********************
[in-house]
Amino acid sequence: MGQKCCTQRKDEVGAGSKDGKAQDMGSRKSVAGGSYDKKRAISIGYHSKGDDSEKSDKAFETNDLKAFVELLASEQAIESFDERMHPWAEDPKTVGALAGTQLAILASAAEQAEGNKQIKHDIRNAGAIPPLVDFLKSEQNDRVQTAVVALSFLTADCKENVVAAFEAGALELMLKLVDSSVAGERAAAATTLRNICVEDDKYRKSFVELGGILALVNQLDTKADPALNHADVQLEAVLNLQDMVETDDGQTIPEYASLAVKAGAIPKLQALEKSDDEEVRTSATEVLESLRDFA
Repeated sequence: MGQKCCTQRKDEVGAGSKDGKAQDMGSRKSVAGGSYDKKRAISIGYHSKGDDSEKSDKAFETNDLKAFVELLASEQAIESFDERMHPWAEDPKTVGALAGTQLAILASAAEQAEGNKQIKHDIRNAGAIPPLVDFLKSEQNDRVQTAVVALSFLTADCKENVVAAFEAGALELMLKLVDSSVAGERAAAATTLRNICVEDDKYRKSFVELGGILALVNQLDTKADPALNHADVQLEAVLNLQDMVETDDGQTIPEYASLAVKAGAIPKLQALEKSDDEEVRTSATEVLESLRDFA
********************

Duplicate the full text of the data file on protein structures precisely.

[in-house]
Amino acid sequence: MGQKCCTQRKDEVGAGSKDGKAQDMGSRKSVAGGSYDKKRAISIGYHSKGDDSEKSDKAFETNDLKAFVELLASEQAIESFDERMHPWAEDPKTVGALAGTQLAILASAAEQAEGNKQIKHDIRNAGAIPPLVDFLKSEQNDRVQTAVVALSFLTADCKENVVAAFEAGALELMLKLVDSSVAGERAAAATTLRNICVEDDKYRKSFVELGGILALVNQLDTKADPALNHADVQLEAVLNLQDMVETDDGQTIPEYASLAVKAGAIPKLQALEKSDDEEVRTSATEVLESLRDFA
Repeated sequence: MGQKCCTQRKDEVGAGSKDGKAQDMGSRKSVAGGSYDKKRAISIGYHSKGDDSEKSDKAFETNDLKAFVELLASEQAIESFDERMHPWAEDPKTVGALAGTQLAILASAAEQAEGNKQIKHDIRNAGAIPPLVDFLKSEQNDRVQTAVVALSFLTADCKENVVAAFEAGALELMLKLVDSSVAGERAAAATTLRNICVEDDKYRKSFVELGGILALVNQLDTKADPALNHADVQLEAVLNLQDMVETDDGQTIPEYASLAVKAGAIPKLQALEKSDDEEVRTSATEVLESLRDFA